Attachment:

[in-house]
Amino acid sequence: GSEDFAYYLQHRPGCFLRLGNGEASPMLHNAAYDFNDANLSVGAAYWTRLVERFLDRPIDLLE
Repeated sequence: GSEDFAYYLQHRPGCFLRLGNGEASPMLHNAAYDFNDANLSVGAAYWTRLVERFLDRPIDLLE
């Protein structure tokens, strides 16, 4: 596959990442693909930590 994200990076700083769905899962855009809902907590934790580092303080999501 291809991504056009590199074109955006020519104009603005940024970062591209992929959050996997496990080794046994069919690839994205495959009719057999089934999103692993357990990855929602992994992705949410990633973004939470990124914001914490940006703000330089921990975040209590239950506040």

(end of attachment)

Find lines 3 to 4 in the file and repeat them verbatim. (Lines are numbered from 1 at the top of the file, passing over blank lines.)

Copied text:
Repeated sequence: GSEDFAYYLQHRPGCFLRLGNGEASPMLHNAAYDFNDANLSVGAAYWTRLVERFLDRPIDLLE
């Protein structure tokens, strides 16, 4: 596959990442693909930590 994200990076700083769905899962855009809902907590934790580092303080999501 291809991504056009590199074109955006020519104009603005940024970062591209992929959050996997496990080794046994069919690839994205495959009719057999089934999103692993357990990855929602992994992705949410990633973004939470990124914001914490940006703000330089921990975040209590239950506040």